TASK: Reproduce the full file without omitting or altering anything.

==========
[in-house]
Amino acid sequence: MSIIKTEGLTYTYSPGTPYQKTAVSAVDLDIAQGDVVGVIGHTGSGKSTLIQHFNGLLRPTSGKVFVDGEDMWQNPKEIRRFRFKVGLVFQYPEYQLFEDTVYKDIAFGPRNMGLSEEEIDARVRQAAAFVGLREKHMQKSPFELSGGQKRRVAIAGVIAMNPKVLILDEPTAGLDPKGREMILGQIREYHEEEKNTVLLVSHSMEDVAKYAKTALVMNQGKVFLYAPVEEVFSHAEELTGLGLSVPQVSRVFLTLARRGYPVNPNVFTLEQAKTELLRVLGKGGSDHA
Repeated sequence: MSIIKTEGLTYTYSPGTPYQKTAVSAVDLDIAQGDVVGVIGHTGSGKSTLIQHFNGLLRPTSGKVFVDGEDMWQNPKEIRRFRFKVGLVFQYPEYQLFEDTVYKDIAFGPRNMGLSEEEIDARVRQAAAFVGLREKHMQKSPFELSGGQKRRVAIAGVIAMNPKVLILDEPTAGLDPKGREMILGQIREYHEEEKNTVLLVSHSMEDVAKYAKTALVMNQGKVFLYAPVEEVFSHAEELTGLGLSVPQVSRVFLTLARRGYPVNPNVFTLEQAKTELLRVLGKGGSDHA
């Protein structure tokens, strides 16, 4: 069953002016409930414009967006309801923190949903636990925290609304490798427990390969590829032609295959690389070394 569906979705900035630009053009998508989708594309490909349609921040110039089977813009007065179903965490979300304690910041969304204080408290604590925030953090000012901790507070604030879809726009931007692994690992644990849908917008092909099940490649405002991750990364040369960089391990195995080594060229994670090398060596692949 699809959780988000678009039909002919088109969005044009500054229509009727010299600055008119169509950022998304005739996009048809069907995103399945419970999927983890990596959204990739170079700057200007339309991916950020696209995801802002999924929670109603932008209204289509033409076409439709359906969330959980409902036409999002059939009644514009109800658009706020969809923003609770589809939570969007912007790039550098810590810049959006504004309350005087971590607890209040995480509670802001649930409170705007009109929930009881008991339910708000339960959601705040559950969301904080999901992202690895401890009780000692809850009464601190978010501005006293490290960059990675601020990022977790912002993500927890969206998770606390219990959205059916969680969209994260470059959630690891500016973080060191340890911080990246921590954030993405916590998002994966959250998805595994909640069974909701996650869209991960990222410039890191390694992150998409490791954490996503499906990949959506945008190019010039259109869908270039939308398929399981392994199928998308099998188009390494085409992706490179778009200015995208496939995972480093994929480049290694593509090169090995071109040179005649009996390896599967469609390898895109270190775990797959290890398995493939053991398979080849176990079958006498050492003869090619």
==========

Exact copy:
[in-house]
Amino acid sequence: MSIIKTEGLTYTYSPGTPYQKTAVSAVDLDIAQGDVVGVIGHTGSGKSTLIQHFNGLLRPTSGKVFVDGEDMWQNPKEIRRFRFKVGLVFQYPEYQLFEDTVYKDIAFGPRNMGLSEEEIDARVRQAAAFVGLREKHMQKSPFELSGGQKRRVAIAGVIAMNPKVLILDEPTAGLDPKGREMILGQIREYHEEEKNTVLLVSHSMEDVAKYAKTALVMNQGKVFLYAPVEEVFSHAEELTGLGLSVPQVSRVFLTLARRGYPVNPNVFTLEQAKTELLRVLGKGGSDHA
Repeated sequence: MSIIKTEGLTYTYSPGTPYQKTAVSAVDLDIAQGDVVGVIGHTGSGKSTLIQHFNGLLRPTSGKVFVDGEDMWQNPKEIRRFRFKVGLVFQYPEYQLFEDTVYKDIAFGPRNMGLSEEEIDARVRQAAAFVGLREKHMQKSPFELSGGQKRRVAIAGVIAMNPKVLILDEPTAGLDPKGREMILGQIREYHEEEKNTVLLVSHSMEDVAKYAKTALVMNQGKVFLYAPVEEVFSHAEELTGLGLSVPQVSRVFLTLARRGYPVNPNVFTLEQAKTELLRVLGKGGSDHA
């Protein structure tokens, strides 16, 4: 069953002016409930414009967006309801923190949903636990925290609304490798427990390969590829032609295959690389070394 569906979705900035630009053009998508989708594309490909349609921040110039089977813009007065179903965490979300304690910041969304204080408290604590925030953090000012901790507070604030879809726009931007692994690992644990849908917008092909099940490649405002991750990364040369960089391990195995080594060229994670090398060596692949 699809959780988000678009039909002919088109969005044009500054229509009727010299600055008119169509950022998304005739996009048809069907995103399945419970999927983890990596959204990739170079700057200007339309991916950020696209995801802002999924929670109603932008209204289509033409076409439709359906969330959980409902036409999002059939009644514009109800658009706020969809923003609770589809939570969007912007790039550098810590810049959006504004309350005087971590607890209040995480509670802001649930409170705007009109929930009881008991339910708000339960959601705040559950969301904080999901992202690895401890009780000692809850009464601190978010501005006293490290960059990675601020990022977790912002993500927890969206998770606390219990959205059916969680969209994260470059959630690891500016973080060191340890911080990246921590954030993405916590998002994966959250998805595994909640069974909701996650869209991960990222410039890191390694992150998409490791954490996503499906990949959506945008190019010039259109869908270039939308398929399981392994199928998308099998188009390494085409992706490179778009200015995208496939995972480093994929480049290694593509090169090995071109040179005649009996390896599967469609390898895109270190775990797959290890398995493939053991398979080849176990079958006498050492003869090619």